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This article is from the Encyclopedia of North Carolina edited by William S. Powell. Copyright © 2006 by the University of North Carolina Press. Used by permission of the publisher. For personal use and not for further distribution. Please submit permission requests for other use directly to the publisher.

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Slave Names

by John C. Inscoe, 2006; Revised May 2022 by NC Government & Heritage Library

An albumen print on paper with a purple, reddish-brown hue depicting two adult women and seven children pictured.  The group is posed outside in front of bare trees, one woman is posed as if ironing. Baskets and a dog or doll house are placed around the group. The women and their children were enslaved at the time this photograph was taken on a plantation just west of Alexandria, Virginia, that belonged to Felix Richards.Some scholars of slavery have come to view the names and naming of enslaved people as a gauge of many aspects of life and culture during enslavement and of how customs changed over time. Anthropologist Meyer Fortes's observation that the naming practices of any society "epitomize personal experiences, historical happenings, attitudes to life, and cultural ideas and values" holds particularly true for African American enslaved people. Extensive records of slaveholding over several generations exist for a number of North Carolina plantations, most notably the Skinner and Hayes plantations in Chowan County; Pettigrew plantations in Tyrrell, Washington, and Wake Counties; Bennehan-Cameron plantation in Orange County; Hargrove plantation in Granville County; Arrington plantations in Nash and Edgecombe Counties; Avery plantation in Burke County; and Lenoir plantation in Caldwell County. Along with records from churches, manumission societies, enslavers, and estate settlements, these documents provide a vast pool of data from which to trace patterns and trends from the colonial period through emancipation.

Evidence indicates that many enslaved parents named their children after the first generation or so of family members brought to America. Recognizable patterns of change in names and naming practices are evident from the mid-eighteenth century to the early nineteenth century and on through the 1860s. They reflect an acculturation process by which generations of enslaved people, increasingly removed from the direct influence of their first enslaved African ancestors, adopted the conventions of their enslavers, eventually creating a culture and value system all their own. The names they gave their children provide a valuable, if limited, index of that process over time.

Enslaved people remained legally nameless from the time of their capture until their purchase by American enslavers. Many enslaved people were allowed to keep their original African names or names assigned them elsewhere (as reflected by the frequency of Spanish and Portuguese names among the first generation of enslaved people in the Carolinas.) Throughout the colonial period, as many as one-fifth of the enslaved people in North Carolina retained African names; Quash, Cuffee, Mingo, Sambo, Mustapha, and Sukey were among the most common recorded. Enslaved people often transferred such names to later generations in modified form or relied on African naming traditions, such as "day names" or names reflecting the order of birth among siblings.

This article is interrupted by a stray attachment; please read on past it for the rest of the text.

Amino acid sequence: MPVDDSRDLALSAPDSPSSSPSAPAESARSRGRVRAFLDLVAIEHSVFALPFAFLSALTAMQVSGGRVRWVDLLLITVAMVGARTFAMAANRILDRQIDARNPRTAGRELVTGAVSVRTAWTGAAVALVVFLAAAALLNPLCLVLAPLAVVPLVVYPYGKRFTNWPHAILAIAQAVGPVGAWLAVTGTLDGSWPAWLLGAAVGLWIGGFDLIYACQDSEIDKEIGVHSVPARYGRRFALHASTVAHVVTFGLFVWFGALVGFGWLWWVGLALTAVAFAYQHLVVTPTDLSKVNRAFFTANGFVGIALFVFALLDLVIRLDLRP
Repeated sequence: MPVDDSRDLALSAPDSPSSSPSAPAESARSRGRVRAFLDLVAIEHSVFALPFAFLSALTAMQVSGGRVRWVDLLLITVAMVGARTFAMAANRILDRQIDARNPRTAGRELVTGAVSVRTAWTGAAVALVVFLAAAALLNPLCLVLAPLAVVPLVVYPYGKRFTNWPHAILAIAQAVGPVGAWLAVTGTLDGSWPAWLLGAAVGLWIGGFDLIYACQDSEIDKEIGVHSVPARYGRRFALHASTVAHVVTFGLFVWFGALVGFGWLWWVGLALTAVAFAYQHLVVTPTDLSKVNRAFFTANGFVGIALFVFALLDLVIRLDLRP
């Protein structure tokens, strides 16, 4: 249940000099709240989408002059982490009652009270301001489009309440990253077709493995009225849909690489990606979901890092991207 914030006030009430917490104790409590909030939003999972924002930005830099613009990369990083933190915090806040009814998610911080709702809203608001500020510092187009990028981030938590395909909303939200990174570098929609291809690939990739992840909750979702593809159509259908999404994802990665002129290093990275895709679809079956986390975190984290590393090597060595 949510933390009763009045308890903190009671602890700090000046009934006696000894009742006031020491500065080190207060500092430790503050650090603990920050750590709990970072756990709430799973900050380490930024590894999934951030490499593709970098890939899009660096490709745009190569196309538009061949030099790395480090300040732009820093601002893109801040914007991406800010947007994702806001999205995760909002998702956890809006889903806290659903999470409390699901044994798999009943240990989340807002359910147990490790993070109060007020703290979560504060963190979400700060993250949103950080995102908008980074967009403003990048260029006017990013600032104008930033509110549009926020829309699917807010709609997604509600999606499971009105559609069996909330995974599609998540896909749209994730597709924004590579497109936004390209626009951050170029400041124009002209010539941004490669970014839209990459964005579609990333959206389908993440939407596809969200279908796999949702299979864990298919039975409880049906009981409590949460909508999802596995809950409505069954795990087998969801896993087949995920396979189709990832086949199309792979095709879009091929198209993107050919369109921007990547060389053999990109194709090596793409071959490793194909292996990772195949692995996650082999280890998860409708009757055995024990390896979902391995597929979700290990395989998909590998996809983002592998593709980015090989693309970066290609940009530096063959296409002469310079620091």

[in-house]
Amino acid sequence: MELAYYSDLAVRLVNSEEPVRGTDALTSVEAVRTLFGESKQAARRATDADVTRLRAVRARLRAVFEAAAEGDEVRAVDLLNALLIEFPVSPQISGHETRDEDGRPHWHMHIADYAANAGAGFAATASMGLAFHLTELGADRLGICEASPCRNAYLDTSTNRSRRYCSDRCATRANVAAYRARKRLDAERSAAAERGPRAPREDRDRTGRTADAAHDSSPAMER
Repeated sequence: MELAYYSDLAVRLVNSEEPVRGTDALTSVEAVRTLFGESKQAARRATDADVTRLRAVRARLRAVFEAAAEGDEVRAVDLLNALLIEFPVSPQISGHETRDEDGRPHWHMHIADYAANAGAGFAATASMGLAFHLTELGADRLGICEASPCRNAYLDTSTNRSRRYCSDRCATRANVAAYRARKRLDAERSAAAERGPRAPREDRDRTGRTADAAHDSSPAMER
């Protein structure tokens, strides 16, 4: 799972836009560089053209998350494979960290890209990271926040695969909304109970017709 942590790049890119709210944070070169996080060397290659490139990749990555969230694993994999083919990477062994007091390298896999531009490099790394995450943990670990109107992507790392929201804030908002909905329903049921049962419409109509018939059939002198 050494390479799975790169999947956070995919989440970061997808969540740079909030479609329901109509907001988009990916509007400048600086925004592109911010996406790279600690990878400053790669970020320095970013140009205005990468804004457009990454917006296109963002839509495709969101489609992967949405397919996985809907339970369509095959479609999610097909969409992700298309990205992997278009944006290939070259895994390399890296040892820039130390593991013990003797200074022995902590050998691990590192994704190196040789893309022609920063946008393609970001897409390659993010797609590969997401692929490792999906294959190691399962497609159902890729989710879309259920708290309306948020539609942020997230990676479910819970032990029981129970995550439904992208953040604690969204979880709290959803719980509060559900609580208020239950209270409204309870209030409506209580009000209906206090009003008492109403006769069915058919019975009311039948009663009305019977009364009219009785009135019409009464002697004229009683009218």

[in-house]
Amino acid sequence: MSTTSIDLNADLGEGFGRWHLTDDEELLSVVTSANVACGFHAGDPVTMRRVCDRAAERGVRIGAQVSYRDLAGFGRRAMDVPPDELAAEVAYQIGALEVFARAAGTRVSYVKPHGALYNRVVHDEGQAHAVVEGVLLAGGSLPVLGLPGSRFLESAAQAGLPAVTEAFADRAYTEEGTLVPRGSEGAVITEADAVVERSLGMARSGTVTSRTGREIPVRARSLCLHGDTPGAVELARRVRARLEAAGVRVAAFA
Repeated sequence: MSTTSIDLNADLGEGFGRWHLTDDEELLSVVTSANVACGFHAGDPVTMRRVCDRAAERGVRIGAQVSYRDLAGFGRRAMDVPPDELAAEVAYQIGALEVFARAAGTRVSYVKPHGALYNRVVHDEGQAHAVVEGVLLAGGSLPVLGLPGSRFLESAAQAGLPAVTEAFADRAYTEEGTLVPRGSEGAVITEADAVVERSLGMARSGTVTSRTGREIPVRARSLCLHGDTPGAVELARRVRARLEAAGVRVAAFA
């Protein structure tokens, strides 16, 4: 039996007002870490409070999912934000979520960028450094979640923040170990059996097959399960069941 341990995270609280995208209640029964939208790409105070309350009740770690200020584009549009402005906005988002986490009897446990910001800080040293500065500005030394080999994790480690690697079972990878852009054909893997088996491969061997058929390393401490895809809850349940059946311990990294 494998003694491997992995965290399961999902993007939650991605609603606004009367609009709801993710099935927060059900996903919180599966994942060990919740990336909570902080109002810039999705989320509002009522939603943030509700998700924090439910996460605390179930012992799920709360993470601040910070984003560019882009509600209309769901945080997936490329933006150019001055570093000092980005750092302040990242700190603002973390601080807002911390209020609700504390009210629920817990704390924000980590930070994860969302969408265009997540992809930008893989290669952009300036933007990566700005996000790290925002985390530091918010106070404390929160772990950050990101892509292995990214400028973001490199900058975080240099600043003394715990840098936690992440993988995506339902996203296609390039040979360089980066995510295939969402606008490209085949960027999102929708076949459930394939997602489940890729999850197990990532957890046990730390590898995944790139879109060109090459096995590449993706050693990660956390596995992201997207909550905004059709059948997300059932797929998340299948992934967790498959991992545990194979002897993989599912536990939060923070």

Although enslavers often assigned names to newly acquired enslaved people that were whimsical, satirical, or condescending in intent, the frequent appearance of classical names-Venus, Cato, Hercules, Bacchus, Pompey-reflect enslavers' own educations and libraries. Enslaved people themselves sometimes chose names denoting weather conditions at the time of their child's birth or some distinctive feature of his or her appearance. Geographic names were common, as were the names of ships or distant ports for enslaved people born in places such as Wilmington or New Bern. Beginning in the early nineteenth century, more biblical names were given to enslaved children, a reflection of the widespread attempts to Christianize enslaved communities. 

Following the emancipation of approximately 360,000 enslaved people in North Carolina, changes in African American names became indicative of a new value system and sense of self-identity among freedpeople. Whereas names with African, classical, or other unique origins were popular during enslavement, --- often continuing from one generation to the next and creating a distinctive nomenclature unlike that of southern whites -- free black people often used more traditionally Anglicized versions of their first names.


Cheryll Cody, "'There Was No Absalom on the Ball Plantation': Slave-Naming Practices in the South Carolina Low Country, 1720-1865," American Historical Review 92 (June 1987).

Eugene D. Genovese, Roll, Jordan, Roll: The World the Slaves Made (1974).

Herbert G. Gutman, The Black Family in Slavery and Freedom, 1750-1925 (1976).

John C. Inscoe, "Carolina Slave Names: An Index to Acculturation," Journal of Southern History 59 (November 1983).

Image Credit:

"Albumen print of enslaved women and their children near Alexandria, Virginia." Collection of the Smithsonian National Museum of African American History and Culture. Available from (accessed May 6, 2022).